Happy Wednesday! Here’s a look at what’s happening today:
Are you a boujee Native?
The hit song by Snotty Nose Rez Kids has more than a million views on YouTube.
ICT's Vincent Schilling recently talked to the group, which has hit top numbers on Spotify and YouTube, by combining heritage with unapologetic music lyrics.
Read more of Vincent's interview here.
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‘Keystone XL is dead!’
The Keystone XL pipeline project is officially terminated, the sponsor company announced Wednesday.
Calgary-based TC Energy is pulling the plug on the project after Canadian officials failed to persuade President Joe Biden to reverse his cancellation of its permit on the day he took office. The pipeline would have extended from Alberta, Canada and across Montana and South Dakota to Nebraska.
Blackfeet boxing documentary wins Emmy
ESPN's documentary on Blackfeet boxing won a sports Emmy.
"Blackfeet Boxing: Not Invisible" won best Short Sports Documentary. It was one of nine awards for ESPN.
The documentary profiled the tribe in Montana where residents are trained to protect themselves against the violence that disproportionately affects Native women.
The documentary is available to watch on ESPN+, its subscription service.
Governor signs bill to protect Alaska Native cemetery
Alaska Gov. Mike Dunleavy signed legislation on Tuesday to protect the graves of 32 Unangax people sent to internment camps in southeast Alaska during World War II.
After the Japanese attacked a town and occupied two islands, the military removed and relocated people from Attu, St. Paul and St. George in the Aleutian and Pribilof islands. They were put in abandoned canneries, where the lack of heat and potable water and inadequate food led to malnutrition and disease. The young and elderly died by the dozens. The law expands a marine park to include and protect the cemetery.
(Previous: Haunted by World War II internment)
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Man sentenced for illegal bear killing on tribal land
A Brainerd, Minnesota man will serve 15 months in prison, and will need to pay a $9,500 fine for trespassing, killing and removing the head of a bear on the Red Lake Nation.
Brett James Stimac, 39, was sentenced on Wednesday in federal court.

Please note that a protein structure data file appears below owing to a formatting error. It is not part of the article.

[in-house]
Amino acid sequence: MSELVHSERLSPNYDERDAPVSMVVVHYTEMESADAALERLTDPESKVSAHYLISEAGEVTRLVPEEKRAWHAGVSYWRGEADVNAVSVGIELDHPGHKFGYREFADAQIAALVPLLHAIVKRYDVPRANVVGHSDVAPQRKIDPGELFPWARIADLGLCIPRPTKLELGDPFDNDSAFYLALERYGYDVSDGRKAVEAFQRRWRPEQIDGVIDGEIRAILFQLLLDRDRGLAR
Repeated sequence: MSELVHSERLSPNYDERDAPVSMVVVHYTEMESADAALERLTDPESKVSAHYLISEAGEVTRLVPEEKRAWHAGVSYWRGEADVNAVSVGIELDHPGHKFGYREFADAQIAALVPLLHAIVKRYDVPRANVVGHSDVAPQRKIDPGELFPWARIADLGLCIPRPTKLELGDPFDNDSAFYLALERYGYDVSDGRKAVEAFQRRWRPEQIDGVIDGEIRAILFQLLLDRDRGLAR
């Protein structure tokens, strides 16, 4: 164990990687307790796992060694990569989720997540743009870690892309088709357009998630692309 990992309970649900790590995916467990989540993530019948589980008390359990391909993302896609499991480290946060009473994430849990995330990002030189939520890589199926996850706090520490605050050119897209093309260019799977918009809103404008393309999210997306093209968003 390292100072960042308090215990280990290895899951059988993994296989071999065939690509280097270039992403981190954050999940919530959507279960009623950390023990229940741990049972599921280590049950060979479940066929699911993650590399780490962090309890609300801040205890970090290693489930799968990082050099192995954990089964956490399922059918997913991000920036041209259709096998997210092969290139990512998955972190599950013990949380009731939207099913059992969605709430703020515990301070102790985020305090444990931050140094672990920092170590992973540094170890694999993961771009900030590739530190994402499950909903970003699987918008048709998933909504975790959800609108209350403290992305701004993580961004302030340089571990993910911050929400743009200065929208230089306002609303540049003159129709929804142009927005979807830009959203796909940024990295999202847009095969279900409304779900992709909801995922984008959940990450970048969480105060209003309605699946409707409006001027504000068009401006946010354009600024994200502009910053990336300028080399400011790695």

Stimac “willfully, knowingly and without authorization or permission” trespassed in September 2019, according to a Justice Department news release. Stimac killed a 700-pound black bear and removed its head before posting a picture on social media, according to the release.
The tribe does not permit non-Natives to hunt bear, one of seven clan animals of the Band, due to the bear’s cultural and spiritual importance.
To read more, click here.
Secretary Haaland celebrates Native graduates
The Interior Department released a 30-minute congratulatory video Wednesday to celebrate 2021 Native graduates across Indian Country.
The segment included a speech from Secretary Deb Haaland who highlighted the importance of education.
“I want to challenge each of you to use your education to build a better world for those who will come after you,” Haaland, Laguna Pueblo, said to graduates.
The video also features an opening prayer by Tina Abrams, Seneca Nation; a poem recited by U.S. Poet Laureate Joy Harjo, Muscogee Nation; and an honor song from various artists.
From social media:
- Petroglyph vandalism is not a victimless crime: Indigenous archaeologists say more protective measures and education are needed to prevent future vandalism.
- Protesters maintain blockade at oil pipeline site: Organizers of a blockade estimate some 150 protesters have been arrested as they fight Enbridge Energy's push to replace an aging oil pipeline across northern Minnesota.
- Broken system can't keep track of Native deaths: From medical health privacy laws to a maze of siloed information systems, it's impossible to get a true accounting of COVID-19’s impact on Indian Country.
- Nominee for public lands boss faces opposition: One vote either way will decide if Tracy Stone-Manning will serve under Interior Secretary Deb Haaland.
- Watch: Indigenous arts and culture leader retires: We’ll hear from the man who opened the National Museum of the American Indian.
What we’re reading:
- First Native American owned hemp company in Wisconsin launches.
- What happens when the Colorado River runs dry?
- New research shows Māori Traveled to Antarctica at least 1,000 years before Europeans
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